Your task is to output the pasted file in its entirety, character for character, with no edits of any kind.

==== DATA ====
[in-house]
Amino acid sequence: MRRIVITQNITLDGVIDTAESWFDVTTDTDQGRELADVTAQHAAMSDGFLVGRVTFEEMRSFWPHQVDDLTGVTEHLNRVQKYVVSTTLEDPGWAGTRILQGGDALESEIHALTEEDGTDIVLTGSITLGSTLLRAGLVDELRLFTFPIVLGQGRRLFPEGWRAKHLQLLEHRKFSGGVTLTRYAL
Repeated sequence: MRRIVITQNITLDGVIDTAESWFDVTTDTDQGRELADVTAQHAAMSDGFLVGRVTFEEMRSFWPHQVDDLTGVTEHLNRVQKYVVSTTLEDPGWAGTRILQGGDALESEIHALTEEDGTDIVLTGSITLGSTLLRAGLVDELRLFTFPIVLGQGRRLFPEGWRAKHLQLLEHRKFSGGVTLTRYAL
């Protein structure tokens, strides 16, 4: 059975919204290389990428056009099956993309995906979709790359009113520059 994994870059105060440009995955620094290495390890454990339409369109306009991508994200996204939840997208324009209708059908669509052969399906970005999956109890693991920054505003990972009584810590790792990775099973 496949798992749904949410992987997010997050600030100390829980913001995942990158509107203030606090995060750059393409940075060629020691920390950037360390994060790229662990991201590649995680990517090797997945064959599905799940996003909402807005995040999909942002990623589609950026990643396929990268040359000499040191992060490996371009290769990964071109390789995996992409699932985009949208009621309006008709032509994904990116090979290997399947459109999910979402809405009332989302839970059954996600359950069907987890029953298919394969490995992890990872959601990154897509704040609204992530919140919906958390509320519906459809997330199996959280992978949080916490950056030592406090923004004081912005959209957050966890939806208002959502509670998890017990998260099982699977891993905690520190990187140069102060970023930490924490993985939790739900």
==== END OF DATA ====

[in-house]
Amino acid sequence: MRRIVITQNITLDGVIDTAESWFDVTTDTDQGRELADVTAQHAAMSDGFLVGRVTFEEMRSFWPHQVDDLTGVTEHLNRVQKYVVSTTLEDPGWAGTRILQGGDALESEIHALTEEDGTDIVLTGSITLGSTLLRAGLVDELRLFTFPIVLGQGRRLFPEGWRAKHLQLLEHRKFSGGVTLTRYAL
Repeated sequence: MRRIVITQNITLDGVIDTAESWFDVTTDTDQGRELADVTAQHAAMSDGFLVGRVTFEEMRSFWPHQVDDLTGVTEHLNRVQKYVVSTTLEDPGWAGTRILQGGDALESEIHALTEEDGTDIVLTGSITLGSTLLRAGLVDELRLFTFPIVLGQGRRLFPEGWRAKHLQLLEHRKFSGGVTLTRYAL
């Protein structure tokens, strides 16, 4: 059975919204290389990428056009099956993309995906979709790359009113520059 994994870059105060440009995955620094290495390890454990339409369109306009991508994200996204939840997208324009209708059908669509052969399906970005999956109890693991920054505003990972009584810590790792990775099973 496949798992749904949410992987997010997050600030100390829980913001995942990158509107203030606090995060750059393409940075060629020691920390950037360390994060790229662990991201590649995680990517090797997945064959599905799940996003909402807005995040999909942002990623589609950026990643396929990268040359000499040191992060490996371009290769990964071109390789995996992409699932985009949208009621309006008709032509994904990116090979290997399947459109999910979402809405009332989302839970059954996600359950069907987890029953298919394969490995992890990872959601990154897509704040609204992530919140919906958390509320519906459809997330199996959280992978949080916490950056030592406090923004004081912005959209957050966890939806208002959502509670998890017990998260099982699977891993905690520190990187140069102060970023930490924490993985939790739900």